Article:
Match preview: Interesting stat of the day: Singh has played in every edition of the Presidents Cup; Allenby has competed in four of the past seven. Yet they never have been paired together. Shouldn't be an issue for the two veterans, although their recent play might be; each failed to qualify for the Tour Championship this season.

They will face the winners of the year's second and third major championships, a couple of guys from down South who are friends, play a similar style and golf ball, and have competed together before, albeit in a four-ball loss two years ago. Conventional wisdom says to stick with the hot hands in what should be a very closely contested match.

Advantage: U.S.
Match Status: Begins at 3:34 p.m. ET
Hole 1 2 3 4 5 6 7 8 9 10 11 12 13 14 15 16 17 18 T
Int'l
U.S.

International team flagInternational Team:
Angel Cabrera, Camilo Villegas
U.S. flagU.S. Team:
Kenny Perry, Zach Johnson
Match preview: Much has been made of the several languages spoken in the International team room, but Cabrera and Villegas -- the squad's two Spanish-speaking players -- should have no problem communicating in this match. (In fact, they might understand each other better than the U.S. duo, given that Perry has been the subject of lighthearted ridicule this week for his Kentucky accent.)

Another tough match to predict, though there is a glaring difference in the games of Perry and Johnson; the former averages 293.1 yards per drive, the latter 12 yards shorter. The X factor will be Villegas, who should thrive in this format. He often makes a bevy of birdies, but is undone by a big number or two in stroke-play rounds. Here, though, such foibles won't leave him in as much trouble.

Advantage: International
Match Status: Begins at 3:46 p.m. ET
Hole 1 2 3 4 5 6 7 8 9 10 11 12 13 14 15 16 17 18 T
Int'l
U.S.

International team flagInternational Team:
Geoff Ogilvy, Ryo Ishikawa
U.S. flagU.S. Team:
Tiger Woods, Steve Stricker
Match preview: We now bring you to our featured match of the day. Nothing against Stricker and Ogilvy -- two of the world's top 10 players -- but this one will garner attention for the presence of the current No. 1 player and an 18-year-old thought by many to be a future No. 1: Ishikawa.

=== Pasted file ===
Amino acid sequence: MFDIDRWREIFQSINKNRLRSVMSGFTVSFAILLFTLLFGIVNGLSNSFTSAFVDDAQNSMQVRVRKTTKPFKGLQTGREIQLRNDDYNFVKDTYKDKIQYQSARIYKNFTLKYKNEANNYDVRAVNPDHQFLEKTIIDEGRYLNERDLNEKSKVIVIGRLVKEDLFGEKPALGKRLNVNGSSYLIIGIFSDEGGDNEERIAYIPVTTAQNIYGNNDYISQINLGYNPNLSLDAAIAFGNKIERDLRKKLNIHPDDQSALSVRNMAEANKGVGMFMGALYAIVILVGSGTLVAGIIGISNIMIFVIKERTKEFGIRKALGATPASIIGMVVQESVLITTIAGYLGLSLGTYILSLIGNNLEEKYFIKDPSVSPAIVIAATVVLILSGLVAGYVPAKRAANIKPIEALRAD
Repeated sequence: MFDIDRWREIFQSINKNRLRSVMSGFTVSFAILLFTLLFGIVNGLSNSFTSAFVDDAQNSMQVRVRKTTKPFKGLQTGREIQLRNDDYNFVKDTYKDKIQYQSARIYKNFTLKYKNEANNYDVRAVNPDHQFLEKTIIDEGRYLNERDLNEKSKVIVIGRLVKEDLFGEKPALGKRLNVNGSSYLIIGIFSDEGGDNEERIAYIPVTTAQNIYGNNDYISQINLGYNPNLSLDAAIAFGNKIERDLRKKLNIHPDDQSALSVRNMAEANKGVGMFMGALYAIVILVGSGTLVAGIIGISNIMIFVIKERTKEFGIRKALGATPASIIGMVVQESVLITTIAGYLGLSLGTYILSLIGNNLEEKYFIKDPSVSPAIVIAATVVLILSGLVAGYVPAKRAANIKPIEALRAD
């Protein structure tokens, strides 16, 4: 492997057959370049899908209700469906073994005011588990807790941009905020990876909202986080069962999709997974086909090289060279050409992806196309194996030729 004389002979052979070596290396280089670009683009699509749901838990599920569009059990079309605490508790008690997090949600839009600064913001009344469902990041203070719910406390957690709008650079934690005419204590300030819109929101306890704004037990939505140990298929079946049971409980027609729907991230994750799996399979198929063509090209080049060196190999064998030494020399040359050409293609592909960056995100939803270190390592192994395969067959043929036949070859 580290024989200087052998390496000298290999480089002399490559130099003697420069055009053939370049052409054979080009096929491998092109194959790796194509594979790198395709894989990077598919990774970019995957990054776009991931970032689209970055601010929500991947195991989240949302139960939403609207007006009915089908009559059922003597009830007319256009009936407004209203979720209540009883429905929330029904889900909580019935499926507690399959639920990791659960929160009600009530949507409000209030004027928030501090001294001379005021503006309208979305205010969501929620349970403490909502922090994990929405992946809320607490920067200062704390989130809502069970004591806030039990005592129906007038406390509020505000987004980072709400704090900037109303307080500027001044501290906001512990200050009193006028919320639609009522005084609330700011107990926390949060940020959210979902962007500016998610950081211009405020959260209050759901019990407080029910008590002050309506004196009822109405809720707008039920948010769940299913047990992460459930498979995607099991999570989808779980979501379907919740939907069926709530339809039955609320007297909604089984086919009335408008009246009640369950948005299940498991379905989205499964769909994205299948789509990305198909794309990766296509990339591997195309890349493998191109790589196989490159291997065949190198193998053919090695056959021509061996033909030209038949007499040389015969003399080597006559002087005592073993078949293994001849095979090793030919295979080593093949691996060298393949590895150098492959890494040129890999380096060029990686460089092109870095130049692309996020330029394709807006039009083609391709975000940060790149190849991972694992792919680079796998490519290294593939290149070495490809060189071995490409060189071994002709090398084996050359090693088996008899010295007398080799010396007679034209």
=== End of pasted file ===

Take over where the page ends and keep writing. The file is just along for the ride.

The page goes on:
How did Norman come to pair Ogilvy with the kid? That was simple.

"I asked him, 'Do you have any problems playing with Ryo?'" Norman said. "He said, 'I was going to tell you somewhere during the week before that I wanted to play with him,' so that was an easy one."

As for the U.S. duo, Woods and Stricker first told Couples of their wish to play together back at The Barclays in late August. They've seen enough of each other's games lately, having competed in seven total rounds together in the FedEx Cup playoffs. Tiger owns a 7-2-1 career Presidents Cup record in this format; don't be surprised if a win here locks in Stricker as his partner for three more matches.

Advantage: U.S.
Match Status: Begins at 3:58 p.m. ET
Hole 1 2 3 4 5 6 7 8 9 10 11 12 13 14 15 16 17 18 T
Int'l
U.S.

International team flagInternational Team:
Retief Goosen, Y.E. Yang
U.S. flagU.S. Team:
Jim Furyk, Justin Leonard
Match preview: The anchor match, the only one of the six to include four major champions, should provide some fireworks. These are also four of the steadiest guys around, meaning lots of pars and halved holes in the alternate-shot format.

"You get two guys like a Jim Furyk and a Justin Leonard who live and die by very consistent and solid play," Couples explained. "They are a great team to put up."

They were paired for both foursomes matches back in 2003, compiling a 1-1-0 overall record, but at least have that experience to fall back on. As for the International twosome, each looked wiped at East Lake two weeks ago, finishing in the bottom third of the 30-man field.

Advantage: U.S.
Match Status: Begins at 4:10 p.m. ET
Hole 1 2 3 4 5 6 7 8 9 10 11 12 13 14 15 16 17 18 T
Int'l
U.S.

Jason Sobel is a golf writer for ESPN.com. He can be reached at Jason.Sobel@espn3.com.

Jason Sobel | email

Golf Editor, ESPN.com
Jason Sobel, who joined ESPN in 1997, earned four Sports Emmy awards as a member of ESPN's Studio Production department. He became ESPN.com's golf editor in July 2004.